The Effect of Celebrity Gaze-Cueing on Binary Choice Decision Making
celebrity endorsed advertisements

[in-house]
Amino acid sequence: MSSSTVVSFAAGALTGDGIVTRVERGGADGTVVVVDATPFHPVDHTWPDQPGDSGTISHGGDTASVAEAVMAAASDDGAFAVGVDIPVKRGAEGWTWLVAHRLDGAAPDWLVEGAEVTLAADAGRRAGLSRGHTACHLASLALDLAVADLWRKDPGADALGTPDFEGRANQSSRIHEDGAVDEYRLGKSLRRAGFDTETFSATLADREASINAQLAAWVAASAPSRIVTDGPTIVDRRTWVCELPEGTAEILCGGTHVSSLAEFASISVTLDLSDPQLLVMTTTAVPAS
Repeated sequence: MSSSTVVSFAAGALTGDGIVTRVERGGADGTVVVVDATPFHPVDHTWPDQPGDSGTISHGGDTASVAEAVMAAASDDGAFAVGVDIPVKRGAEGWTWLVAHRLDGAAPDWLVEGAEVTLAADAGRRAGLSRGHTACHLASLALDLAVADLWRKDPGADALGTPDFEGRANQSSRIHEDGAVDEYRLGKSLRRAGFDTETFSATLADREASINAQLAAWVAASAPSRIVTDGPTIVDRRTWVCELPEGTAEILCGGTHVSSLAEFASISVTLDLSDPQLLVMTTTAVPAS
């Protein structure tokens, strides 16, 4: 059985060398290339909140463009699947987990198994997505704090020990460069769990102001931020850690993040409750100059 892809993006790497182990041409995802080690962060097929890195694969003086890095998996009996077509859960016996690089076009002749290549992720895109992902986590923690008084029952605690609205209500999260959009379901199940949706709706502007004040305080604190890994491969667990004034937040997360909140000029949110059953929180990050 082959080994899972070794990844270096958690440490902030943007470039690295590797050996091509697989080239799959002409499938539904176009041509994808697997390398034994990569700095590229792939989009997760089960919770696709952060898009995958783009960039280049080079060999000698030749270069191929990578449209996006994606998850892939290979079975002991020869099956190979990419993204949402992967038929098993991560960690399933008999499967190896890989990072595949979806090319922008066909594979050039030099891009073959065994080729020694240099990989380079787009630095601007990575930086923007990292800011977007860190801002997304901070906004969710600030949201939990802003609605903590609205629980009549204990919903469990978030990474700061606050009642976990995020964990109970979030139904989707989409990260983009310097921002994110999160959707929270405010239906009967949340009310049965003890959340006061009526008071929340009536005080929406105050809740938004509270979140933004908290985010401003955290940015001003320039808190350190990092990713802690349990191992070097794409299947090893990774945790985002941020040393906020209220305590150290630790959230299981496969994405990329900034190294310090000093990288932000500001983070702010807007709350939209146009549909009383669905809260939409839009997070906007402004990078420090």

Marketers have long used celebrities in advertisements to help viewers build strong brand and product associations; however, it is not well understood how the celebrity and the visual context affect visual attention to and, ultimately, consumer decision making for the endorsed product. Most prior studies have focused on qualitative surveys about brand equity, memory of the advertisement, and self-reported interest and intent to purchase. My study uses new methods from applied neuroscience that allow me both to directly measure and to analyze how celebrities in static advertisements impact consumer decisions that do not require measures of verbal self-report. Furthermore, research has shown that humans automatically divert their visual attention in the direction of another’s gaze, known as “gaze-cueing” or “gaze-following” (Friesen and Kingstone, 1998; Kuhn and Kingstone, 2009). An overwhelming majority of celebrity endorsed advertisements depict celebrities looking at the viewer, not toward the endorsed product, though academic research suggests that gaze-cueing at the product (instead of toward the viewer) increases visual attention toward the endorsed product (Hutton and Nolte, 2011). My project tests whether the increase in visual attention due to gaze-cueing at the product translates into an increase in the consumer’s subjective value of that product and consequently influences product choice. Results indicate that celebrity interventions in advertisements increased the subjective value of endorsed products yet, interestingly, did not drive more overt visual attention to them. Moreover, gaze-cueing was found to have a pronounced effect on guiding visual attention. These advertising cues impact choice, which could translate into larger profits for competitive consumer products.